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Treatment of choroidal neovascularisation secondary to membranoproliferative glomerulonephritis type II with intravitreal ranibizumab
  1. Donal McCullagh1,
  2. Giuliana Silvestri2,
  3. Alexander P Maxwell3
  1. 1Royal Victoria Hospital, Belfast, UK
  2. 2Centre for Vision and Vascular Science, Queen's University, Belfast, UK
  3. 3Regional Nephrology Unit, Belfast City Hospital, Belfast, UK
  1. Correspondence to Dr Donal McCullagh, donalmccullagh{at}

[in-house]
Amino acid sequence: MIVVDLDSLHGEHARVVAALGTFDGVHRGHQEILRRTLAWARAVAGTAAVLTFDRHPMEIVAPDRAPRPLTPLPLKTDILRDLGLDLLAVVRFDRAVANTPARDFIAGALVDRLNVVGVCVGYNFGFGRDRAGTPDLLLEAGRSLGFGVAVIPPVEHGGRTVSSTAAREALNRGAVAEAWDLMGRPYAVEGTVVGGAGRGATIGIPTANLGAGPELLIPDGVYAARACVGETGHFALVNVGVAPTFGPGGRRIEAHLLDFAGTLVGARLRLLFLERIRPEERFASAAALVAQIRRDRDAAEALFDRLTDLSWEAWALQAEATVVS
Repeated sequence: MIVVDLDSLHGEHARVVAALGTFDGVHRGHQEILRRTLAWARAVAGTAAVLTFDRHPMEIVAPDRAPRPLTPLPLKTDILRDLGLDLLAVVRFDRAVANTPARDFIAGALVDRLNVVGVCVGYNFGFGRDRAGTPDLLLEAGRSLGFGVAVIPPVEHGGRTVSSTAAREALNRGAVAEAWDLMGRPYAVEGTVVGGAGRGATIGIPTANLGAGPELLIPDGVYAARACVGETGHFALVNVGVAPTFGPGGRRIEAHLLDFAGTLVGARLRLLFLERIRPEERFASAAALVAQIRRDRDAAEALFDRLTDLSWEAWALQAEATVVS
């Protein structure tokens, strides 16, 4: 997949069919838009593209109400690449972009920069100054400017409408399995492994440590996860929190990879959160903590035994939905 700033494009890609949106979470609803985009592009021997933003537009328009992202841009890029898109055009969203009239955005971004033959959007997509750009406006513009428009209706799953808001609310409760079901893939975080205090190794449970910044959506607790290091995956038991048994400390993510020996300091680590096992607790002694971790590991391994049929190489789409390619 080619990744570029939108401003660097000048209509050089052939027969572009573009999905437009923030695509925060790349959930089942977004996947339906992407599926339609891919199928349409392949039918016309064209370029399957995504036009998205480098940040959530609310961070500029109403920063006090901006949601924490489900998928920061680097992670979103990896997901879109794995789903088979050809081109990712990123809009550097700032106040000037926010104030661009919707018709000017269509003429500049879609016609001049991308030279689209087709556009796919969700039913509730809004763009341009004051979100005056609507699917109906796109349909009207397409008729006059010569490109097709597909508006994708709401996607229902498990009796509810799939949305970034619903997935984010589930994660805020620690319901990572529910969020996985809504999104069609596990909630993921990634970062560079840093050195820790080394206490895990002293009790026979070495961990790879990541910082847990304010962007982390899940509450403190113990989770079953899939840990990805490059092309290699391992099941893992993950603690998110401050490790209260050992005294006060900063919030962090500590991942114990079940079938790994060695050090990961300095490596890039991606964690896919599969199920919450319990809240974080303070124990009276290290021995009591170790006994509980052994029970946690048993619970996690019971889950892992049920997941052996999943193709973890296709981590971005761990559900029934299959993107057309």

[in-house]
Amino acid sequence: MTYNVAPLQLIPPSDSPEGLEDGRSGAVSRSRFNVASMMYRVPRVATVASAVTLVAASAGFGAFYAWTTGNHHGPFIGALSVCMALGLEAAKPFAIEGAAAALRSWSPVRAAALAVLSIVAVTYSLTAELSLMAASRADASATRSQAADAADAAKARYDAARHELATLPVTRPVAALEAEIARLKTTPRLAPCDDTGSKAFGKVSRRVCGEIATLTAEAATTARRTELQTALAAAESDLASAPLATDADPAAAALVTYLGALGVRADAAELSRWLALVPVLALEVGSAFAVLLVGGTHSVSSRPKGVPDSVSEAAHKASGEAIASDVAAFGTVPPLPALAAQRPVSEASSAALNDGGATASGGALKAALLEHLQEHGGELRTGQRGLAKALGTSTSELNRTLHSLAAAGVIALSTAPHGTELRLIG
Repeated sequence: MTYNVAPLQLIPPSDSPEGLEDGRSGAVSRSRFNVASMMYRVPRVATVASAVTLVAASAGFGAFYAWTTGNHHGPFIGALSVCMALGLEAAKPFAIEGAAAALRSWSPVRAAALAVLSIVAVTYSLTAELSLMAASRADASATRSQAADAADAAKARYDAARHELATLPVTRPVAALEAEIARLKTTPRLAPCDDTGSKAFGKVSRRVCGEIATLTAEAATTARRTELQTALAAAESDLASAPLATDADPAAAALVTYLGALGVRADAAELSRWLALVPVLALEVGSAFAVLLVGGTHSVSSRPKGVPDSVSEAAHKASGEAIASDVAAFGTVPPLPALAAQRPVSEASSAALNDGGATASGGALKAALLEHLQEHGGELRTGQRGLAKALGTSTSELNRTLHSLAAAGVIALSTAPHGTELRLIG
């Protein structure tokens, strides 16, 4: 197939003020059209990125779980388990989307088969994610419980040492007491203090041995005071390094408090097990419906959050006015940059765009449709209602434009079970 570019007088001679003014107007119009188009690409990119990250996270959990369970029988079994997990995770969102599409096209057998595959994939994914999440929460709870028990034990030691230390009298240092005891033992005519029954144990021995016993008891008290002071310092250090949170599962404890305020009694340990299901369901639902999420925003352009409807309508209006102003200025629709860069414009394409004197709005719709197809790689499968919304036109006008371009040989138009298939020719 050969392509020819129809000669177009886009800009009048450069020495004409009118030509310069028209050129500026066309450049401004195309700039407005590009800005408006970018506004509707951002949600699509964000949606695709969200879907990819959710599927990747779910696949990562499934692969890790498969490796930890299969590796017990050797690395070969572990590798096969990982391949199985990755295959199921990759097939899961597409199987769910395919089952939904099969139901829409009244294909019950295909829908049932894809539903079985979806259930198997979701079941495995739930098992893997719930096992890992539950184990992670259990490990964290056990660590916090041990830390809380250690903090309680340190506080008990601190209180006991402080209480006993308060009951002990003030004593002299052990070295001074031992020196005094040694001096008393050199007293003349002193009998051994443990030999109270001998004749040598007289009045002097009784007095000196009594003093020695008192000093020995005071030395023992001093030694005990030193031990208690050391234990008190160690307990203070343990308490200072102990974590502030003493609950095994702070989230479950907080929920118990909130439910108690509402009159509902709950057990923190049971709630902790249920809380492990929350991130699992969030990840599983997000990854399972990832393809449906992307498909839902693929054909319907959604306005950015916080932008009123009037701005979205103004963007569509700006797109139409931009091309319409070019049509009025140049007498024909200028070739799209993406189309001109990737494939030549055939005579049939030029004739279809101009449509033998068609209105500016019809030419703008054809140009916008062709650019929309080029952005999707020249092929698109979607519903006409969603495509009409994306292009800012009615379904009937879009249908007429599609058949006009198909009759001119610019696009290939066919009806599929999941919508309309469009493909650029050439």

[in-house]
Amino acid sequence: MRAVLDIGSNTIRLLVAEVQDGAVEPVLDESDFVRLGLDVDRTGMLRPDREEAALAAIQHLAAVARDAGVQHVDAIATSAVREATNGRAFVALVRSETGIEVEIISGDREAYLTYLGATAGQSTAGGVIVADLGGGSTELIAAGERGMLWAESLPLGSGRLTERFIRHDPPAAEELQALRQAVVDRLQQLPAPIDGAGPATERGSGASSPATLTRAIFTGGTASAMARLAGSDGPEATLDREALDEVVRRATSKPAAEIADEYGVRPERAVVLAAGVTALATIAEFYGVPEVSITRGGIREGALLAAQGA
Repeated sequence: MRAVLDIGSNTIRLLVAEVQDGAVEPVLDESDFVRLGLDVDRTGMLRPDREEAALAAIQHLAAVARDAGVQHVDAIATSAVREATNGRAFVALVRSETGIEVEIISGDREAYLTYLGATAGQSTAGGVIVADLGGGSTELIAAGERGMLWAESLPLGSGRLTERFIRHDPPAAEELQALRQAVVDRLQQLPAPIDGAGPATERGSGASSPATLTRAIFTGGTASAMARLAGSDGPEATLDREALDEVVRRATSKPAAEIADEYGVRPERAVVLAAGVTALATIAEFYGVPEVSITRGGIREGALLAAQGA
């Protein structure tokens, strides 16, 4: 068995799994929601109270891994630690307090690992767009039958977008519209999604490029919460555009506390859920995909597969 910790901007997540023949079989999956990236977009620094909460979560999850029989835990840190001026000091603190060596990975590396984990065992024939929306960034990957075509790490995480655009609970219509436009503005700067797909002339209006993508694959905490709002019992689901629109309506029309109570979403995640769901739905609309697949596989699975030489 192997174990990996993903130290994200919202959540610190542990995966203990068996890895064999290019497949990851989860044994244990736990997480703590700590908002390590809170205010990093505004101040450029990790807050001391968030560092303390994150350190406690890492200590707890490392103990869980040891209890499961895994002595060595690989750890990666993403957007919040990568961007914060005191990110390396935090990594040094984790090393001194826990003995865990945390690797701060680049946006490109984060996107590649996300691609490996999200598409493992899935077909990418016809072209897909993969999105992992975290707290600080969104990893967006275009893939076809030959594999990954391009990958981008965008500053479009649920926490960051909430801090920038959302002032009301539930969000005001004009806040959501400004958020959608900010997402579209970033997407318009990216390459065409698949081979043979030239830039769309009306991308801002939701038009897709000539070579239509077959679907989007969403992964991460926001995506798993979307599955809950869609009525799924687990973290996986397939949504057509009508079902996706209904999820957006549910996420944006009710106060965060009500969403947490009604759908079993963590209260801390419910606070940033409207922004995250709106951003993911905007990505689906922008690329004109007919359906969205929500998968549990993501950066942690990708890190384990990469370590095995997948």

Membranoproliferative glomerulonephritis type II (MPGN II) is characterised by electron-dense deposits of complement components in the glomerular basement membrane and retinal pigment epithelium. Approximately, 10% of affected individuals develop serious ocular complications similar to age-related macular degeneration such as choroidal neovascularisation (CNV), which has been managed with photocoagulation or photodynamic therapy; however, these treatments can impact visual acuity. We report the case of a 42-year-old woman with MPGN II presenting with decreased visual acuity and paracentral scotoma in her left eye due to an extrafoveal choroidal neovascular membrane (growth of new vessels under the retina). The patient was successfully treated with intravitreal ranibizumab (Lucentis) with restoration of visual function. This case highlights the successful management of CNV secondary to MPGN II with the antivascular endothelial growth factor agent ranibizumab and emphasises the importance of early referral of patients with MPGN II who are reporting of visual ‘distortion’.

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